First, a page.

The facts are shocking. In the U.S. today, 1 in 7 Americans―more than 46 million people, including 12 million children and 7 million seniors―rely on food pantries and food kitchens to eat.
Of the households trying to stave off hunger,
- 4% have someone in their home in active military service.
- 34% have at least one member working.
- 55% have unpaid medical bills.
- 66% have stopped buying medicine in order to eat.
- 80% buy cheaper, unhealthier food.
These are just some of the research findings from Hunger in America 2014 conducted by Feeding America, a national hunger relief charity. While the study is not Maine-specific, there is ample evidence that thousands of Mainers are also going hungry.
Further, the study’s findings offer a disturbing look at employment, especially in light of Governor LePage’s recent proposal to enforce work requirements on people receiving food assistance.
Maine is not exempt from the national trend of working households that are still going hungry. We need to do more to make higher education and job training affordable and accessible to give our workers better job skills. We also need to ramp up job attraction efforts to bring in better-paying, higher quality jobs to Maine.
But more telling is that almost one-quarter (24.1%) of food pantry clients are unemployed and looking for work or have stopped their job search because jobs simply aren’t available. This is true in Maine as well; where we have not recovered all of the jobs lost during the Great Recession, let alone added new ones.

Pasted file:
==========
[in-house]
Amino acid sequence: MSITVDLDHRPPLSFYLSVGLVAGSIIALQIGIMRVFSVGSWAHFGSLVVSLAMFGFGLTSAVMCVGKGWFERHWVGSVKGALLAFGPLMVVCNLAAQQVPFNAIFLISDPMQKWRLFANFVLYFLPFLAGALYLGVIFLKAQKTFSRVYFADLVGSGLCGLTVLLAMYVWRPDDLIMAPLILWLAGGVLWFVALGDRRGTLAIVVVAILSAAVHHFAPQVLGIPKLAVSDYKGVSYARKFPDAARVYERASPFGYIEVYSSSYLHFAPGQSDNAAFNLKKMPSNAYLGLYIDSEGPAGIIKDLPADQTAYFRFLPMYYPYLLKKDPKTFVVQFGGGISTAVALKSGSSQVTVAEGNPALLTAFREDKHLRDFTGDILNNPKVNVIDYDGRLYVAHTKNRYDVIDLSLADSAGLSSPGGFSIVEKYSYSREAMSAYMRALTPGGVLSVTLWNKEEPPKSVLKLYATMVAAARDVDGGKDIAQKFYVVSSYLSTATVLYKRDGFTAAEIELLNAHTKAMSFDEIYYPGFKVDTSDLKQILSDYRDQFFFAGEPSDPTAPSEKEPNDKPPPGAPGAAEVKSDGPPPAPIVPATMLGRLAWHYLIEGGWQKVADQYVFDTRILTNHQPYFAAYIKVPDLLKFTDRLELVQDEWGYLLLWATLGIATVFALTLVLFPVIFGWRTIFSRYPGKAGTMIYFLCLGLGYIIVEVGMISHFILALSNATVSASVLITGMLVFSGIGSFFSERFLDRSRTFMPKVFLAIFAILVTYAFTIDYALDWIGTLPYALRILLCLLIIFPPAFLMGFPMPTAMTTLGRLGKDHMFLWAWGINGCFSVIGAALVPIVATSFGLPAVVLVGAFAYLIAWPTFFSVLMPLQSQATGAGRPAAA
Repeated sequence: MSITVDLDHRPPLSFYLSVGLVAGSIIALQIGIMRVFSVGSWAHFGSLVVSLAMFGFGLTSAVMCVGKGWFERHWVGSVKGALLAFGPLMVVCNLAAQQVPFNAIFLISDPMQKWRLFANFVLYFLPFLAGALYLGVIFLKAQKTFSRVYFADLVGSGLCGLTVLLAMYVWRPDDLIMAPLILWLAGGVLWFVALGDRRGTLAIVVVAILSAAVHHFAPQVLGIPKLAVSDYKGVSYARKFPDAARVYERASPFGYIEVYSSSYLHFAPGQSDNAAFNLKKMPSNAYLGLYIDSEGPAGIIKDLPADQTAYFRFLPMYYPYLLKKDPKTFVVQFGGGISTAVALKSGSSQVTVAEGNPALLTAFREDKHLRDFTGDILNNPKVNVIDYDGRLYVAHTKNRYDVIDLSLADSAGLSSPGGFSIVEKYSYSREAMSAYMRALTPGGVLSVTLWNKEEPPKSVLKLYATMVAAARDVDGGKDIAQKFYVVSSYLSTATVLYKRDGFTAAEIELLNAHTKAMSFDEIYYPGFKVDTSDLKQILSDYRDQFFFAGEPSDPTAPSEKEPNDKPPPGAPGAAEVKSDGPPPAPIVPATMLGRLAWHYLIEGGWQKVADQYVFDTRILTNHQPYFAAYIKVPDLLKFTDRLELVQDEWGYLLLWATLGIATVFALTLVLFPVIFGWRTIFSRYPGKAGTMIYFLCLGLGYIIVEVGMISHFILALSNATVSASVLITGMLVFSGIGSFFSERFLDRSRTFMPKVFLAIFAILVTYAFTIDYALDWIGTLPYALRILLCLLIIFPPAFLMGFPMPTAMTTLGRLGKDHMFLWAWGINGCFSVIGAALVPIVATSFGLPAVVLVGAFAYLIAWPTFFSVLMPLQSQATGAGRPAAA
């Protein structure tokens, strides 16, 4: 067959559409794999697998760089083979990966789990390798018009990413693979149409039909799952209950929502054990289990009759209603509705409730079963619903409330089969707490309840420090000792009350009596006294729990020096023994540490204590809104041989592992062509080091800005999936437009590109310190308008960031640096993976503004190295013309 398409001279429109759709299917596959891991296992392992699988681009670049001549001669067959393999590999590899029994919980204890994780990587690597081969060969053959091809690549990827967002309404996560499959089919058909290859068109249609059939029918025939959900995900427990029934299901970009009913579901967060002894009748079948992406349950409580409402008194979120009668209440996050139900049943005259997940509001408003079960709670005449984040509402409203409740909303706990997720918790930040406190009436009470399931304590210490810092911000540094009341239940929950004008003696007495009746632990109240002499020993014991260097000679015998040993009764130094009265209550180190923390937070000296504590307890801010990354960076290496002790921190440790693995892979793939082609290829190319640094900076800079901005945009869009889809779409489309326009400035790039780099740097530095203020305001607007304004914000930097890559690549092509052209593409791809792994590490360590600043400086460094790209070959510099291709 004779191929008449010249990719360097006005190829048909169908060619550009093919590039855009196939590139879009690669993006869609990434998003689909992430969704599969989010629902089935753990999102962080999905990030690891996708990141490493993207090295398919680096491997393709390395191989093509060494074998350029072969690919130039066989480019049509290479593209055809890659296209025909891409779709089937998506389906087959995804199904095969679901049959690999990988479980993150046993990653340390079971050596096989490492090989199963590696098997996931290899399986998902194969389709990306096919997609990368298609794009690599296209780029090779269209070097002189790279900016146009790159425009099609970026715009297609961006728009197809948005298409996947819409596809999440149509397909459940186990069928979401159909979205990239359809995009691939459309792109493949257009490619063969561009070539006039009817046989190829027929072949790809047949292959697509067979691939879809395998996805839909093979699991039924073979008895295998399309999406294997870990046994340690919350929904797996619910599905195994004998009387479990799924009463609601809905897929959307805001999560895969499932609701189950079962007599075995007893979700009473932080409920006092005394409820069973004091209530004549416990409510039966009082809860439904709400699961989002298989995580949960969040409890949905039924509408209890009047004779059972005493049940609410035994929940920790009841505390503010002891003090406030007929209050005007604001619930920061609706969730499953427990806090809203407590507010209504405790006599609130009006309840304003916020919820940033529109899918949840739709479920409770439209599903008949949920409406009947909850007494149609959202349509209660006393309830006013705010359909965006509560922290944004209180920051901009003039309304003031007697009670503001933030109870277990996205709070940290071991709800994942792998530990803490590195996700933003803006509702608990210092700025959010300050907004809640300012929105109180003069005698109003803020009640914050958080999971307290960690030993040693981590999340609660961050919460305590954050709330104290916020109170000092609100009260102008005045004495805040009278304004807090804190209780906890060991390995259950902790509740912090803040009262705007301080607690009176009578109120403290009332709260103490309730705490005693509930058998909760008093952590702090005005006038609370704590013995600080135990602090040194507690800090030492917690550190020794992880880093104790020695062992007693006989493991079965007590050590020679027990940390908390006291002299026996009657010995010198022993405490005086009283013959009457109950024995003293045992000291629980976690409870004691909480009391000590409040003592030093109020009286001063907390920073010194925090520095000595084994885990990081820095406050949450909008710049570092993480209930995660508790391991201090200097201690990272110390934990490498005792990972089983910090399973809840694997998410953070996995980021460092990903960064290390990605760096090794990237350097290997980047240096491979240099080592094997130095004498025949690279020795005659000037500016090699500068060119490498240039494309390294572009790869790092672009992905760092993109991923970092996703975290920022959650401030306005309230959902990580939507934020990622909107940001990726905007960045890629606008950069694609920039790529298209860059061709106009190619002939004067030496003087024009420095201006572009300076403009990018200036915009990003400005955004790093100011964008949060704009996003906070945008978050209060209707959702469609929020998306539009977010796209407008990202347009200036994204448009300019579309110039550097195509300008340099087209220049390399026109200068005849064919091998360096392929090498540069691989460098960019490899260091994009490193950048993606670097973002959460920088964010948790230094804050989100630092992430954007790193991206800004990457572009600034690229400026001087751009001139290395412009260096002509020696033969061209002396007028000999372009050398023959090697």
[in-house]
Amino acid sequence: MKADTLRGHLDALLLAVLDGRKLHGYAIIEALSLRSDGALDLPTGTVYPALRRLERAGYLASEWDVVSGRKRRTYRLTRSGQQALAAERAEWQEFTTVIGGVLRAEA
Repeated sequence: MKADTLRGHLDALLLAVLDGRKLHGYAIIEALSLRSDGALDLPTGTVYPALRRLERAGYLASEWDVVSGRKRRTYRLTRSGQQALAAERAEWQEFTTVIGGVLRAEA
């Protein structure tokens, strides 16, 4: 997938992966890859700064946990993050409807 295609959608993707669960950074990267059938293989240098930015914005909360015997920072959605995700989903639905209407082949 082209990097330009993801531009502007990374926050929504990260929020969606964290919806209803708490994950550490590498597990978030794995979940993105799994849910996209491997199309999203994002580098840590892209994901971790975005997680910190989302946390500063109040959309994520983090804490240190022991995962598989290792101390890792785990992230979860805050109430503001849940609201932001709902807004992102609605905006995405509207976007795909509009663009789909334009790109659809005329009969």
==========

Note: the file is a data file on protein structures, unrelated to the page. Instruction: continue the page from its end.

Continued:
It is bad enough that so many people must rely on shelters and soup kitchens and shop at food pantries. Now Governor LePage wants to cut off their federal food assistance. Under his latest proposal, unless they are working or volunteering 20 hours per week, thousands of Mainers could lose Supplemental Nutrition Assistance Program (SNAP, formerly food stamps) food assistance. This act will force even more people to food pantries that according to the Maine Hunger Initiative are already overburdened.
In states like Maine where low wages, unemployment, and underemployment likely force people to seek out food assistance, it makes no sense to pile on additional work requirements; especially ones that they are unlikely to fulfill in today’s job market.
The Maine Department of Health and Human Services (DHHS) will hold a public hearing tomorrow on proposed work requirements for food assistance. You can speak in person at the hearing or send in written comments.
Testify in person:
When: Wednesday, August 20th at 2:00 p.m.
Where: DHHS Conference Room 110, 19 Union Street in Augusta
Submit written comments by August 31st to:
Department of Health and Human Services
Office of Family Independence
Attn: Patricia Dushuttle, Special Projects Manager
11 State House Station, 19 Union Street
Augusta, Maine 04333-0011
Let’s all tell the governor that his work requirement is a bad idea unless and until jobs are available for Mainers who need them.